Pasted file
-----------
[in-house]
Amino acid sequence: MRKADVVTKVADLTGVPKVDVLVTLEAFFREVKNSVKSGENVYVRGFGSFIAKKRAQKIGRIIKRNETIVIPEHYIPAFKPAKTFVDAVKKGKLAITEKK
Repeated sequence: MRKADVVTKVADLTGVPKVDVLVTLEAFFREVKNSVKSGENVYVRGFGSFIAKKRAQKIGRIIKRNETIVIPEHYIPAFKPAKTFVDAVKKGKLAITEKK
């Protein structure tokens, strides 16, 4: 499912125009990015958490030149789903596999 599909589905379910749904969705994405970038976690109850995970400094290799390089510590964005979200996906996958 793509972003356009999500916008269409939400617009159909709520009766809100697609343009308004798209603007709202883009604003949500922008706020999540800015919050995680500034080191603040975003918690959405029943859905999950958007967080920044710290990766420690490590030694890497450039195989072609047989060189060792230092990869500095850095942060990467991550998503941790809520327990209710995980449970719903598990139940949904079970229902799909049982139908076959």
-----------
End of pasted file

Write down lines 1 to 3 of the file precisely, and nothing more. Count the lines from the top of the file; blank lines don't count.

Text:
[in-house]
Amino acid sequence: MRKADVVTKVADLTGVPKVDVLVTLEAFFREVKNSVKSGENVYVRGFGSFIAKKRAQKIGRIIKRNETIVIPEHYIPAFKPAKTFVDAVKKGKLAITEKK
Repeated sequence: MRKADVVTKVADLTGVPKVDVLVTLEAFFREVKNSVKSGENVYVRGFGSFIAKKRAQKIGRIIKRNETIVIPEHYIPAFKPAKTFVDAVKKGKLAITEKK